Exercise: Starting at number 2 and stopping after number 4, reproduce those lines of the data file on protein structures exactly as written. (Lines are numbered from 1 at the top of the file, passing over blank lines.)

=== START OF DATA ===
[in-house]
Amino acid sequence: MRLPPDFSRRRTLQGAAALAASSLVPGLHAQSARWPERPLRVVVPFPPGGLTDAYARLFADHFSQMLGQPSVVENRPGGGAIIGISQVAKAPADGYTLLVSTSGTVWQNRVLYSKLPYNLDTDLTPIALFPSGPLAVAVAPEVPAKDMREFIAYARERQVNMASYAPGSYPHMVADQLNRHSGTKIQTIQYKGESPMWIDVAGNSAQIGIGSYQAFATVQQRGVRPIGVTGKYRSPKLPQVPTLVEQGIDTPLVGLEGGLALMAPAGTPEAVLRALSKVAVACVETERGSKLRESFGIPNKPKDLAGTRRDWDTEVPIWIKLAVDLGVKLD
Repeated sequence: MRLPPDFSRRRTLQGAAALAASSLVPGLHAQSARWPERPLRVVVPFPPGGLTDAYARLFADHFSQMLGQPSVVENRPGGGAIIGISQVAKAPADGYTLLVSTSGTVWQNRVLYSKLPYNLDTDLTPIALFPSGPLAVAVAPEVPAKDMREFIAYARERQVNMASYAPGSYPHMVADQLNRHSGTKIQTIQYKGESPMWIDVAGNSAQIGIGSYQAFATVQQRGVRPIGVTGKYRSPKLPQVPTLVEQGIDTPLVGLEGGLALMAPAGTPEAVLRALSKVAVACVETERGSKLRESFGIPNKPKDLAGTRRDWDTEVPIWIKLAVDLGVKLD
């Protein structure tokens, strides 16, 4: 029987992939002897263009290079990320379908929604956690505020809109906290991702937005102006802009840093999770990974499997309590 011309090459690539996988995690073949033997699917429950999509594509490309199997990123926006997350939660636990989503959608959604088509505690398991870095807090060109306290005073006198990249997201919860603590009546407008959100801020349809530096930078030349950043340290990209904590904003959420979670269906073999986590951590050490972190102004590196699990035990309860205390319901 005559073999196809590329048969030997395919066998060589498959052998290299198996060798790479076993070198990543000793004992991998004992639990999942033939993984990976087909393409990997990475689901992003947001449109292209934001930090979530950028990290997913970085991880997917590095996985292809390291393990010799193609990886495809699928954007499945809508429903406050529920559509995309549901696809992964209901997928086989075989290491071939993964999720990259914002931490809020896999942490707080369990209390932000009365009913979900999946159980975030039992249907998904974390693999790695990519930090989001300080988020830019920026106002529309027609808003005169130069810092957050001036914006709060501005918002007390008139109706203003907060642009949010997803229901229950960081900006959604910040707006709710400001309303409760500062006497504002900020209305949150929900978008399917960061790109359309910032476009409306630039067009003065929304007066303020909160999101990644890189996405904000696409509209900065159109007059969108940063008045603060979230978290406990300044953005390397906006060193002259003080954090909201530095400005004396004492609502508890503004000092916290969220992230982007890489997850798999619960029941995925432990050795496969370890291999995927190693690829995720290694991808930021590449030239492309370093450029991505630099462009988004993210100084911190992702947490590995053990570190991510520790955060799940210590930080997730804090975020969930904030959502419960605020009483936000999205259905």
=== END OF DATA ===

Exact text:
Amino acid sequence: MRLPPDFSRRRTLQGAAALAASSLVPGLHAQSARWPERPLRVVVPFPPGGLTDAYARLFADHFSQMLGQPSVVENRPGGGAIIGISQVAKAPADGYTLLVSTSGTVWQNRVLYSKLPYNLDTDLTPIALFPSGPLAVAVAPEVPAKDMREFIAYARERQVNMASYAPGSYPHMVADQLNRHSGTKIQTIQYKGESPMWIDVAGNSAQIGIGSYQAFATVQQRGVRPIGVTGKYRSPKLPQVPTLVEQGIDTPLVGLEGGLALMAPAGTPEAVLRALSKVAVACVETERGSKLRESFGIPNKPKDLAGTRRDWDTEVPIWIKLAVDLGVKLD
Repeated sequence: MRLPPDFSRRRTLQGAAALAASSLVPGLHAQSARWPERPLRVVVPFPPGGLTDAYARLFADHFSQMLGQPSVVENRPGGGAIIGISQVAKAPADGYTLLVSTSGTVWQNRVLYSKLPYNLDTDLTPIALFPSGPLAVAVAPEVPAKDMREFIAYARERQVNMASYAPGSYPHMVADQLNRHSGTKIQTIQYKGESPMWIDVAGNSAQIGIGSYQAFATVQQRGVRPIGVTGKYRSPKLPQVPTLVEQGIDTPLVGLEGGLALMAPAGTPEAVLRALSKVAVACVETERGSKLRESFGIPNKPKDLAGTRRDWDTEVPIWIKLAVDLGVKLD
């Protein structure tokens, strides 16, 4: 029987992939002897263009290079990320379908929604956690505020809109906290991702937005102006802009840093999770990974499997309590 011309090459690539996988995690073949033997699917429950999509594509490309199997990123926006997350939660636990989503959608959604088509505690398991870095807090060109306290005073006198990249997201919860603590009546407008959100801020349809530096930078030349950043340290990209904590904003959420979670269906073999986590951590050490972190102004590196699990035990309860205390319901 005559073999196809590329048969030997395919066998060589498959052998290299198996060798790479076993070198990543000793004992991998004992639990999942033939993984990976087909393409990997990475689901992003947001449109292209934001930090979530950028990290997913970085991880997917590095996985292809390291393990010799193609990886495809699928954007499945809508429903406050529920559509995309549901696809992964209901997928086989075989290491071939993964999720990259914002931490809020896999942490707080369990209390932000009365009913979900999946159980975030039992249907998904974390693999790695990519930090989001300080988020830019920026106002529309027609808003005169130069810092957050001036914006709060501005918002007390008139109706203003907060642009949010997803229901229950960081900006959604910040707006709710400001309303409760500062006497504002900020209305949150929900978008399917960061790109359309910032476009409306630039067009003065929304007066303020909160999101990644890189996405904000696409509209900065159109007059969108940063008045603060979230978290406990300044953005390397906006060193002259003080954090909201530095400005004396004492609502508890503004000092916290969220992230982007890489997850798999619960029941995925432990050795496969370890291999995927190693690829995720290694991808930021590449030239492309370093450029991505630099462009988004993210100084911190992702947490590995053990570190991510520790955060799940210590930080997730804090975020969930904030959502419960605020009483936000999205259905």